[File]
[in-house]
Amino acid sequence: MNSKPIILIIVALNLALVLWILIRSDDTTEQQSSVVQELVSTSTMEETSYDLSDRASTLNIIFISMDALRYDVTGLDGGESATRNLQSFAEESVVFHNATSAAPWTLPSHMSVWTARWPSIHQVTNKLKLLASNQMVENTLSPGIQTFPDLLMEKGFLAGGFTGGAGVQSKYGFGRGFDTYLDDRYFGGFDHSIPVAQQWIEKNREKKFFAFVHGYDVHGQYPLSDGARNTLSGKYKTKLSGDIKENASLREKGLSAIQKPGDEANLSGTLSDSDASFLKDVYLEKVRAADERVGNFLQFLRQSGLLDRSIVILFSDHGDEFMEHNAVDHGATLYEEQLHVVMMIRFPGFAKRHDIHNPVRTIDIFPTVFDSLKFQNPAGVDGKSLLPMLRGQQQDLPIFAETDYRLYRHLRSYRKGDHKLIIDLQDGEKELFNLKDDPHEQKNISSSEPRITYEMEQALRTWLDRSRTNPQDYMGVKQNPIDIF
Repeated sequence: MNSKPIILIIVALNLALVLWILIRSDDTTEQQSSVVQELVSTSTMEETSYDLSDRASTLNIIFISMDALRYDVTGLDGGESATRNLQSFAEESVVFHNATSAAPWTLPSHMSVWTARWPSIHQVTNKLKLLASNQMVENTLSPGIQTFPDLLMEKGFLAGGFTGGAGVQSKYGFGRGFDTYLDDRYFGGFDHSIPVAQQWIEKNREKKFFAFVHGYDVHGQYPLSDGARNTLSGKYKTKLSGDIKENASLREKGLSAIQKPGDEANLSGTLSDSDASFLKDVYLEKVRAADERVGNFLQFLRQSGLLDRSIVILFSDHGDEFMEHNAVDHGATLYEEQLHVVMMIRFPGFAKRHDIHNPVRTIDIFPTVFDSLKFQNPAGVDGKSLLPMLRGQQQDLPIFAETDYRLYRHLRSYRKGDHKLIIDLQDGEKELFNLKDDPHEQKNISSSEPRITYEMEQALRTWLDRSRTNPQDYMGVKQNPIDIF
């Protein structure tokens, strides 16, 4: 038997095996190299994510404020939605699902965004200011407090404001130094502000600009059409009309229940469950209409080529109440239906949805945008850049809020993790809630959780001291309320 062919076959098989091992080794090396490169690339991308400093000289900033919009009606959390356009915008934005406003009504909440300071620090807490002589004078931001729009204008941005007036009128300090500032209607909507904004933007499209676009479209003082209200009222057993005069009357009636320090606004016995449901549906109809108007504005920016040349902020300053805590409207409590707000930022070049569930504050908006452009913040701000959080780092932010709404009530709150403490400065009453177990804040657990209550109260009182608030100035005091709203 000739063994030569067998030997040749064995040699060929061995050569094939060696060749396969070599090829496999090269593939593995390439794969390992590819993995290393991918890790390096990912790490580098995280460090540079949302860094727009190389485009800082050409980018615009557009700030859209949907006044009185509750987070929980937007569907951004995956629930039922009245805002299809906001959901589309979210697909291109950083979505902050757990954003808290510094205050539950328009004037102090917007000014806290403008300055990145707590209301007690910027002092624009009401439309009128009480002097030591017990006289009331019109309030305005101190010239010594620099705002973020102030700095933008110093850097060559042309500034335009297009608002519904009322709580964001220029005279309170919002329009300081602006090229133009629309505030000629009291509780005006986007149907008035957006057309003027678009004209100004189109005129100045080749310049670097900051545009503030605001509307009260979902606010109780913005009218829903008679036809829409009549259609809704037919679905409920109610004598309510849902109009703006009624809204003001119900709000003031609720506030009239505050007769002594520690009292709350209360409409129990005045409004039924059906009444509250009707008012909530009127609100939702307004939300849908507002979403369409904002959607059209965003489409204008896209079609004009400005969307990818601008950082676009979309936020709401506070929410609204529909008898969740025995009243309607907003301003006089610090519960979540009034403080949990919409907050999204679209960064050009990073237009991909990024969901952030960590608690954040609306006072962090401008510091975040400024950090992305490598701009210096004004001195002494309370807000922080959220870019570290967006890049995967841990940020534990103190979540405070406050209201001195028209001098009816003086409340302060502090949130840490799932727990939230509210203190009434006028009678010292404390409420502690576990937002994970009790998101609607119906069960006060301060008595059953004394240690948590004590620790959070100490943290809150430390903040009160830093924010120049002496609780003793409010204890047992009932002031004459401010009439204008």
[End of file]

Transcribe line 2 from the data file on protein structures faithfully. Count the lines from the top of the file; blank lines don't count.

Amino acid sequence: MNSKPIILIIVALNLALVLWILIRSDDTTEQQSSVVQELVSTSTMEETSYDLSDRASTLNIIFISMDALRYDVTGLDGGESATRNLQSFAEESVVFHNATSAAPWTLPSHMSVWTARWPSIHQVTNKLKLLASNQMVENTLSPGIQTFPDLLMEKGFLAGGFTGGAGVQSKYGFGRGFDTYLDDRYFGGFDHSIPVAQQWIEKNREKKFFAFVHGYDVHGQYPLSDGARNTLSGKYKTKLSGDIKENASLREKGLSAIQKPGDEANLSGTLSDSDASFLKDVYLEKVRAADERVGNFLQFLRQSGLLDRSIVILFSDHGDEFMEHNAVDHGATLYEEQLHVVMMIRFPGFAKRHDIHNPVRTIDIFPTVFDSLKFQNPAGVDGKSLLPMLRGQQQDLPIFAETDYRLYRHLRSYRKGDHKLIIDLQDGEKELFNLKDDPHEQKNISSSEPRITYEMEQALRTWLDRSRTNPQDYMGVKQNPIDIF